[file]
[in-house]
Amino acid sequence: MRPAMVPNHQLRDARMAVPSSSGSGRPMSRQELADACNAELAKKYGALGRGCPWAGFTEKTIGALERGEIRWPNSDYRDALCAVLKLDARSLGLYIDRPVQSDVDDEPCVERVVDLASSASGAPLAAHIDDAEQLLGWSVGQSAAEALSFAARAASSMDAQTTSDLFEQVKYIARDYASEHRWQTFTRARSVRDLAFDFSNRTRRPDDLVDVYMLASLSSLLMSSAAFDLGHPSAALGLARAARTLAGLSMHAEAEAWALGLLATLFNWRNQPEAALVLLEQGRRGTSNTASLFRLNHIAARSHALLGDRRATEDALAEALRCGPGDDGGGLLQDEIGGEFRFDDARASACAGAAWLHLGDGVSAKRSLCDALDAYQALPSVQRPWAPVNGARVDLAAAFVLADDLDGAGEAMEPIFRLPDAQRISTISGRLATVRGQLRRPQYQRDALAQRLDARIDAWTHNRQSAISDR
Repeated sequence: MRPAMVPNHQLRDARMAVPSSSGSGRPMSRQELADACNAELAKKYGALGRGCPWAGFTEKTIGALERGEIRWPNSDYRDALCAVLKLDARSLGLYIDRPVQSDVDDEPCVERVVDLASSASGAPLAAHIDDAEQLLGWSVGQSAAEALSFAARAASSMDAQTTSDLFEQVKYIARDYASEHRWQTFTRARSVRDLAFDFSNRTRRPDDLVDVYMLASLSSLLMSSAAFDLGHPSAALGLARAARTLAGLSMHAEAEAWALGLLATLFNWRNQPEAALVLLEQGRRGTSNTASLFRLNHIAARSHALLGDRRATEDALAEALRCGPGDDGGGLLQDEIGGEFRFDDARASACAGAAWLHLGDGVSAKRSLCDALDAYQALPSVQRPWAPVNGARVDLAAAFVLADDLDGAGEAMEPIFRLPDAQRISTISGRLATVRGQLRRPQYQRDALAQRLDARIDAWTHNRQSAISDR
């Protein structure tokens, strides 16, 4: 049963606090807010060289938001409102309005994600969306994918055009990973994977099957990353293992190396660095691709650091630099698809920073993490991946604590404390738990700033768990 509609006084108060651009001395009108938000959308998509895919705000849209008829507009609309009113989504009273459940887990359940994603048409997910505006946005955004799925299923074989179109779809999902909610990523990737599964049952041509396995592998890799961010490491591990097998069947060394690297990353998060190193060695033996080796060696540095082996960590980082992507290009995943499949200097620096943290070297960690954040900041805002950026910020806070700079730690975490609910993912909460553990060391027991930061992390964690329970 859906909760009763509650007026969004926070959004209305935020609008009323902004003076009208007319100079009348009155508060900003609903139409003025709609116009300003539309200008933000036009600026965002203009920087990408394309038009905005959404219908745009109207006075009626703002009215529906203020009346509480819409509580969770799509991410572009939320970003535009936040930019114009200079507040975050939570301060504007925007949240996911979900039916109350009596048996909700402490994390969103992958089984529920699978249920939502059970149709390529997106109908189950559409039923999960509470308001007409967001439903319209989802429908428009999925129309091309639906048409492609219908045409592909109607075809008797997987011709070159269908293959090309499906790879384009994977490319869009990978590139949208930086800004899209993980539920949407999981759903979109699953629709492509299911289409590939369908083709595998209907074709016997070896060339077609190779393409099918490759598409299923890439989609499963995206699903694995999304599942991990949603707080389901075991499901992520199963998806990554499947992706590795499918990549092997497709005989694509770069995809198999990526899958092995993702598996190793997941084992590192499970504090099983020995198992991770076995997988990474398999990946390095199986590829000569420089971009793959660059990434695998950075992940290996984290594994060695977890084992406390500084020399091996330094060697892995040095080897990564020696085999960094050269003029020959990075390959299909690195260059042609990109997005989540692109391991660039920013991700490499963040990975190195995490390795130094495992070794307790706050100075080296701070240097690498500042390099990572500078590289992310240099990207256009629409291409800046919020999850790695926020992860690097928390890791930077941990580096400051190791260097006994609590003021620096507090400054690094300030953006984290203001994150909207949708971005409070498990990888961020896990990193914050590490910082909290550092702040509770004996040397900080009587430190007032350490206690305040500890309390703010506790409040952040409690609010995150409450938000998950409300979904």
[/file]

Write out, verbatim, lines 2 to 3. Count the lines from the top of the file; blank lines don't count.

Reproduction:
Amino acid sequence: MRPAMVPNHQLRDARMAVPSSSGSGRPMSRQELADACNAELAKKYGALGRGCPWAGFTEKTIGALERGEIRWPNSDYRDALCAVLKLDARSLGLYIDRPVQSDVDDEPCVERVVDLASSASGAPLAAHIDDAEQLLGWSVGQSAAEALSFAARAASSMDAQTTSDLFEQVKYIARDYASEHRWQTFTRARSVRDLAFDFSNRTRRPDDLVDVYMLASLSSLLMSSAAFDLGHPSAALGLARAARTLAGLSMHAEAEAWALGLLATLFNWRNQPEAALVLLEQGRRGTSNTASLFRLNHIAARSHALLGDRRATEDALAEALRCGPGDDGGGLLQDEIGGEFRFDDARASACAGAAWLHLGDGVSAKRSLCDALDAYQALPSVQRPWAPVNGARVDLAAAFVLADDLDGAGEAMEPIFRLPDAQRISTISGRLATVRGQLRRPQYQRDALAQRLDARIDAWTHNRQSAISDR
Repeated sequence: MRPAMVPNHQLRDARMAVPSSSGSGRPMSRQELADACNAELAKKYGALGRGCPWAGFTEKTIGALERGEIRWPNSDYRDALCAVLKLDARSLGLYIDRPVQSDVDDEPCVERVVDLASSASGAPLAAHIDDAEQLLGWSVGQSAAEALSFAARAASSMDAQTTSDLFEQVKYIARDYASEHRWQTFTRARSVRDLAFDFSNRTRRPDDLVDVYMLASLSSLLMSSAAFDLGHPSAALGLARAARTLAGLSMHAEAEAWALGLLATLFNWRNQPEAALVLLEQGRRGTSNTASLFRLNHIAARSHALLGDRRATEDALAEALRCGPGDDGGGLLQDEIGGEFRFDDARASACAGAAWLHLGDGVSAKRSLCDALDAYQALPSVQRPWAPVNGARVDLAAAFVLADDLDGAGEAMEPIFRLPDAQRISTISGRLATVRGQLRRPQYQRDALAQRLDARIDAWTHNRQSAISDR